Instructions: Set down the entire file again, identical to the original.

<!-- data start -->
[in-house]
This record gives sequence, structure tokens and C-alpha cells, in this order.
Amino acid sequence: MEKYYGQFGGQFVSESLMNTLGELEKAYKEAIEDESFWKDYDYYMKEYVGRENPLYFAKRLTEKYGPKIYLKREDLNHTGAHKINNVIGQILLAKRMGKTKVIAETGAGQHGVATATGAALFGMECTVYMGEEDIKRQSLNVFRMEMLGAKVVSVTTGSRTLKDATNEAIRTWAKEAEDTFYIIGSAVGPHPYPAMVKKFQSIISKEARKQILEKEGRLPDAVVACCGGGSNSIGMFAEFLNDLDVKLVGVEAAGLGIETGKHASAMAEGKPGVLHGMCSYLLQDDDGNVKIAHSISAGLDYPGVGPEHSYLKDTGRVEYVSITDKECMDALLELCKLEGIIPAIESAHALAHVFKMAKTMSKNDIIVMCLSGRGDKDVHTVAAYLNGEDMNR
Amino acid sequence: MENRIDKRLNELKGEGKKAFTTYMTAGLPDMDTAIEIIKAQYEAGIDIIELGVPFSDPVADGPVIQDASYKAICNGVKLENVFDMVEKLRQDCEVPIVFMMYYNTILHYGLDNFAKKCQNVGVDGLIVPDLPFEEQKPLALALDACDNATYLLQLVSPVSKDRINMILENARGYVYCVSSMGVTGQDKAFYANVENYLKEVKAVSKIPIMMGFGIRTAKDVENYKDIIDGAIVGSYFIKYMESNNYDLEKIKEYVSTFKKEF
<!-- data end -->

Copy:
[in-house]
This record gives sequence, structure tokens and C-alpha cells, in this order.
Amino acid sequence: MEKYYGQFGGQFVSESLMNTLGELEKAYKEAIEDESFWKDYDYYMKEYVGRENPLYFAKRLTEKYGPKIYLKREDLNHTGAHKINNVIGQILLAKRMGKTKVIAETGAGQHGVATATGAALFGMECTVYMGEEDIKRQSLNVFRMEMLGAKVVSVTTGSRTLKDATNEAIRTWAKEAEDTFYIIGSAVGPHPYPAMVKKFQSIISKEARKQILEKEGRLPDAVVACCGGGSNSIGMFAEFLNDLDVKLVGVEAAGLGIETGKHASAMAEGKPGVLHGMCSYLLQDDDGNVKIAHSISAGLDYPGVGPEHSYLKDTGRVEYVSITDKECMDALLELCKLEGIIPAIESAHALAHVFKMAKTMSKNDIIVMCLSGRGDKDVHTVAAYLNGEDMNR
Amino acid sequence: MENRIDKRLNELKGEGKKAFTTYMTAGLPDMDTAIEIIKAQYEAGIDIIELGVPFSDPVADGPVIQDASYKAICNGVKLENVFDMVEKLRQDCEVPIVFMMYYNTILHYGLDNFAKKCQNVGVDGLIVPDLPFEEQKPLALALDACDNATYLLQLVSPVSKDRINMILENARGYVYCVSSMGVTGQDKAFYANVENYLKEVKAVSKIPIMMGFGIRTAKDVENYKDIIDGAIVGSYFIKYMESNNYDLEKIKEYVSTFKKEF